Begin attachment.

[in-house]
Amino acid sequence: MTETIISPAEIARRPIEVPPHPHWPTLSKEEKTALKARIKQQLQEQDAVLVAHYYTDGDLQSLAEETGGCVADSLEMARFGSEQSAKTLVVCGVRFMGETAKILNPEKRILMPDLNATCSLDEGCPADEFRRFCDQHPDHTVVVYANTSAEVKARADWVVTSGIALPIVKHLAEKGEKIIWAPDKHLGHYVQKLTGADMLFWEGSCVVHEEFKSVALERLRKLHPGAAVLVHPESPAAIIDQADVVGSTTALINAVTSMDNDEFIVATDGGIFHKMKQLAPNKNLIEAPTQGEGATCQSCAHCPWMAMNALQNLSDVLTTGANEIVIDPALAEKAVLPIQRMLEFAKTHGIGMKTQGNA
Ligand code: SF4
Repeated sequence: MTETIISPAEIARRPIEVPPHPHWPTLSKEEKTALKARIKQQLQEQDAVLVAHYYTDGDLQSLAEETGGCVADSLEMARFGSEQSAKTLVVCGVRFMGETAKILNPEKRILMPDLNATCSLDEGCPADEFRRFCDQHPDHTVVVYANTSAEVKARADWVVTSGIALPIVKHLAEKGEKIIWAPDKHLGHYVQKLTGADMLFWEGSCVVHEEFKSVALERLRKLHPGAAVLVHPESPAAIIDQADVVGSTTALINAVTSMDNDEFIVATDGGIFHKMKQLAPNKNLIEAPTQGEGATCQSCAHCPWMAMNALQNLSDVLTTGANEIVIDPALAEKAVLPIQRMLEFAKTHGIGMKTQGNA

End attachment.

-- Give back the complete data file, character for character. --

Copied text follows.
[in-house]
Amino acid sequence: MTETIISPAEIARRPIEVPPHPHWPTLSKEEKTALKARIKQQLQEQDAVLVAHYYTDGDLQSLAEETGGCVADSLEMARFGSEQSAKTLVVCGVRFMGETAKILNPEKRILMPDLNATCSLDEGCPADEFRRFCDQHPDHTVVVYANTSAEVKARADWVVTSGIALPIVKHLAEKGEKIIWAPDKHLGHYVQKLTGADMLFWEGSCVVHEEFKSVALERLRKLHPGAAVLVHPESPAAIIDQADVVGSTTALINAVTSMDNDEFIVATDGGIFHKMKQLAPNKNLIEAPTQGEGATCQSCAHCPWMAMNALQNLSDVLTTGANEIVIDPALAEKAVLPIQRMLEFAKTHGIGMKTQGNA
Ligand code: SF4
Repeated sequence: MTETIISPAEIARRPIEVPPHPHWPTLSKEEKTALKARIKQQLQEQDAVLVAHYYTDGDLQSLAEETGGCVADSLEMARFGSEQSAKTLVVCGVRFMGETAKILNPEKRILMPDLNATCSLDEGCPADEFRRFCDQHPDHTVVVYANTSAEVKARADWVVTSGIALPIVKHLAEKGEKIIWAPDKHLGHYVQKLTGADMLFWEGSCVVHEEFKSVALERLRKLHPGAAVLVHPESPAAIIDQADVVGSTTALINAVTSMDNDEFIVATDGGIFHKMKQLAPNKNLIEAPTQGEGATCQSCAHCPWMAMNALQNLSDVLTTGANEIVIDPALAEKAVLPIQRMLEFAKTHGIGMKTQGNA